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What Polling Really Is And Why It Matters

People wait to vote at a voting station for the special election between Democratic state assemblywoman Christy Smith and Republican businessman and ex-Navy pilot Mike Garcia to replace former Democratic Congresswoman Katie Hill in the state's 25th Congressional District, in Santa Clarita, California on May 12, 2020. (MARK RALSTON/AFP via Getty Images)
People wait to vote at a voting station for the special election between Democratic state assemblywoman Christy Smith and Republican businessman and ex-Navy pilot Mike Garcia to replace former Democratic Congresswoman Katie Hill in the state's 25th Congressional District, in Santa Clarita, California on May 12, 2020. (MARK RALSTON/AFP via Getty Images)

Over the past four months, our country has faced a battery of challenges. Some are novel, and some are depressingly familiar.

The country is grappling with a pandemic, with mounting infection and death rates prompting new and renewed lockdowns. And once again, America is wrestling with our ugly history of racism as protests fill otherwise empty streets.

All the while, we are bracing ourselves for arguably the most consequential election in recent history.

Polling is designed for this moment. We are in uncharted territory, but polls provide us a road map, showing where we’ve been, where we are now and where we might be going.

One of the primary functions of polling is to measure uncertainty. In the early days of the COVID-19 crisis, when state and federal health and economic data had not caught up to the situation on the ground, polls provided an alternative picture. Early polls showed how much further the virus had spread by asking about symptoms and the availability of testing to larger groups than could be served at clinics or hospitals.

Polls reflect back to our leaders the reality of our lives, whether it is politically convenient or not.

Polls also captured the disparities in race and income levels of who was infected long before most states collected or released that data. Polls also shed light on how the coronavirus compounded distress -- those who were already economically or socially vulnerable were being hit hardest by the health and financial impacts of the coronavirus.

A second major function of polls is to test assumptions. When President Trump boasts that he is universally beloved, his favorability ratings suggest otherwise. Fact-checking Trump has become an entire journalistic subgenre, but even beyond the Oval Office testing the assertions of those in power is crucial. It’s how we know that people want to keep their health insurance despite repeated attempts to repeal the Affordable Care Act. It’s what frustrates millions of Americans who support sensible gun control measures as our national crisis of gun violence trudges on. And, to use a very recent example, it offers a small kernel of comfort that most Americans are in fact wearing masks, despite mixed signals from political leaders.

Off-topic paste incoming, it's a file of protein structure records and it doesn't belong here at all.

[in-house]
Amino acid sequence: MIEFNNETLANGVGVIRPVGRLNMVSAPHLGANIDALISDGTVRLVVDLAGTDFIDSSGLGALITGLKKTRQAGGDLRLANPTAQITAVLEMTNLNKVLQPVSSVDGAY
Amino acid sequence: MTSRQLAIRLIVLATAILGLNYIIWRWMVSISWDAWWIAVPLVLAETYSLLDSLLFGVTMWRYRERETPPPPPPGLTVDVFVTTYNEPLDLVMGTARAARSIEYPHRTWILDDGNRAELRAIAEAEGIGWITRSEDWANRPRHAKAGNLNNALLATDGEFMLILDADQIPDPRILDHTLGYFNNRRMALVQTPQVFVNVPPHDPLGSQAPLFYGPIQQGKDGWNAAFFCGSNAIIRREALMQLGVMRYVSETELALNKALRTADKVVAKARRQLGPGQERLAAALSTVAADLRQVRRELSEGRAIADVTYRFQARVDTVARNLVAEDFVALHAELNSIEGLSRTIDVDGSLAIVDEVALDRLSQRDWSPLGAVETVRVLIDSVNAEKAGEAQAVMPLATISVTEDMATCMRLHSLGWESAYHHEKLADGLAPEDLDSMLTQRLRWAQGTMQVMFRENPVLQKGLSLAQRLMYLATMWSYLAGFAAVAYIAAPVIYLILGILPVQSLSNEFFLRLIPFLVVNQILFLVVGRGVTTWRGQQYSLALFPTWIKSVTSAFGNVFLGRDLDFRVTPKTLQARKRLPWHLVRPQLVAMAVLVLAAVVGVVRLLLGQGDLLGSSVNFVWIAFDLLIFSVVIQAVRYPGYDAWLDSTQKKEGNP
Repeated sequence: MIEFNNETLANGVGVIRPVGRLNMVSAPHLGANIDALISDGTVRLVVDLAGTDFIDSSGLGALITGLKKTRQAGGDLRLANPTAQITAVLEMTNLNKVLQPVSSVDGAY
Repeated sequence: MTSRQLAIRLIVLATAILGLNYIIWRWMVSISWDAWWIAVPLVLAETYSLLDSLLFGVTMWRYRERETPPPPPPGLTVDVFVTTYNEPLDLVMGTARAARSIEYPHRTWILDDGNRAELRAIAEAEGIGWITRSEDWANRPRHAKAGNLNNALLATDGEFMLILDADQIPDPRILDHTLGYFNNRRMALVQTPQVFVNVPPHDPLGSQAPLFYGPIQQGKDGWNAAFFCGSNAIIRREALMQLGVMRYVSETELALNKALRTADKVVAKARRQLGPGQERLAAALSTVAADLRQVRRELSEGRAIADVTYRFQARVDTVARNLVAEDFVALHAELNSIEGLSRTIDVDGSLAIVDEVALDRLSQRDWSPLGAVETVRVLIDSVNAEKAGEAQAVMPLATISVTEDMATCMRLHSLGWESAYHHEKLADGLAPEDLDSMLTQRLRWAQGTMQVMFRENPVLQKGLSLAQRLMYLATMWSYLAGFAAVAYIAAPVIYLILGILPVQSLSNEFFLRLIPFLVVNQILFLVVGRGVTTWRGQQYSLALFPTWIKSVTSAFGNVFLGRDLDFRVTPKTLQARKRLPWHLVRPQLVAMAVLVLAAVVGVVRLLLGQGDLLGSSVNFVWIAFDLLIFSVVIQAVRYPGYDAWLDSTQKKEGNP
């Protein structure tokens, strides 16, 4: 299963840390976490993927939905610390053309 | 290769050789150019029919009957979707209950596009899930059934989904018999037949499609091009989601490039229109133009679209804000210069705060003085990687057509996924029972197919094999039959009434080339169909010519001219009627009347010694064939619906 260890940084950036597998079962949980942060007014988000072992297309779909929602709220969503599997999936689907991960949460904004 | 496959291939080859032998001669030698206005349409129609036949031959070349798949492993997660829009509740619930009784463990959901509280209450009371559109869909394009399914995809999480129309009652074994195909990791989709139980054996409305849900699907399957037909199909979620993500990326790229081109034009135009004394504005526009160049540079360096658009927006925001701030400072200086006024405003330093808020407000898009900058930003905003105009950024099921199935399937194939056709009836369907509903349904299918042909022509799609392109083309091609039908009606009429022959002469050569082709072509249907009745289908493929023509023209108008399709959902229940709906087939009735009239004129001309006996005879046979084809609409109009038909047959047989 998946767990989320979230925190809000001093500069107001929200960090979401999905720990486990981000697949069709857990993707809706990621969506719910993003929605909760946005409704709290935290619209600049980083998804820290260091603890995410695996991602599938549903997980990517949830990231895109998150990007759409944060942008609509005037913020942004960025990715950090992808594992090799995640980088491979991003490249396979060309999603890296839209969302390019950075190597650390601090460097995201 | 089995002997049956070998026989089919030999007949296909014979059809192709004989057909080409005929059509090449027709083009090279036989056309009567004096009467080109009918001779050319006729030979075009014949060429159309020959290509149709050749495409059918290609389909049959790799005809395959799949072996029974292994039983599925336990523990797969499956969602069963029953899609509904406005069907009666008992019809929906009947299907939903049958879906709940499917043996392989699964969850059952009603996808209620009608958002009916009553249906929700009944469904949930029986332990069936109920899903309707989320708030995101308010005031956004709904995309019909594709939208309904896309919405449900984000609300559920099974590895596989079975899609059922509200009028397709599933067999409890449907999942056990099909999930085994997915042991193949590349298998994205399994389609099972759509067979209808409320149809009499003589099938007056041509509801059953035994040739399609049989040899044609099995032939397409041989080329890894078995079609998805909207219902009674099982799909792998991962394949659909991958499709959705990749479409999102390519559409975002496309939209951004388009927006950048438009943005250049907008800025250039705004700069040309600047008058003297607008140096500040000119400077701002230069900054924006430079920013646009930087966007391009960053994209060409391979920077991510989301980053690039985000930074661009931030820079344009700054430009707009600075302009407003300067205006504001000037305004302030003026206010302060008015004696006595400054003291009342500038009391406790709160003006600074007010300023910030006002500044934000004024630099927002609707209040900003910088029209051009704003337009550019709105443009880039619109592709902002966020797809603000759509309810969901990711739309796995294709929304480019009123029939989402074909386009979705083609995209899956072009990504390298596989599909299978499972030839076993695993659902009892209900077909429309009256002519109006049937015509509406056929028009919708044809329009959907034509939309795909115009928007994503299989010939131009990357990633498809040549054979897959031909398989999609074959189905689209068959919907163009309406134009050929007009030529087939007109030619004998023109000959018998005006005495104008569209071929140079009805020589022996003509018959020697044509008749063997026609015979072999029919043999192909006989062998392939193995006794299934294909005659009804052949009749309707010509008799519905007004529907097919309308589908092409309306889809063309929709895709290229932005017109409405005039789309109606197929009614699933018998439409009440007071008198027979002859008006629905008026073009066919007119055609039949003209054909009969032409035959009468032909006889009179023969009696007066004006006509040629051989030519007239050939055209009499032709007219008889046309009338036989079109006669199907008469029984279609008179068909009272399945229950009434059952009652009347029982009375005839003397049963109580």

Polls reflect back to our leaders the reality of our lives, whether it is politically convenient or not.

Finally, polls record change. Each survey is a snapshot, but collectively they show how public opinion evolves over time. So-called “trends” register both momentary hiccups and sustained shifts on a particular issue.

Each survey is a snapshot, but collectively they show how public opinion evolves over time.

Take for example the Black Lives Matter movement. Over the past two years, support for BLM has been tepid, but there has been a recent spike in support. As the New York Times put it in mid-June at the height of the protests, “In the last two weeks, American voters’ support for the Black Lives Matter movement increased almost as much as it had in the preceding two years.” Whether this bump in support will sustain itself is yet to be seen. But by repeatedly measuring public opinion on the same issue, we can record how the public evolves both suddenly and gradually.

As we look ahead to the 2020 election, so much more is on the ballot than the candidates themselves. At stake is our health, our economy and a fundamental reckoning with race relations and the structural barriers that govern them. All the while, the very act of voting itself must be reinvented to accommodate the realities of a global pandemic. Our country is on the precipice, staring into the unknown.

Polling has — and will continue to — meet this moment.

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Maeve Duggan Twitter Cognoscenti contributor
Maeve Duggan is research director at the MassINC Polling Group. A native of Brookline, she previously worked at Pew Research Center in Washington, D.C. and writes regularly on policy, polling and local politics.

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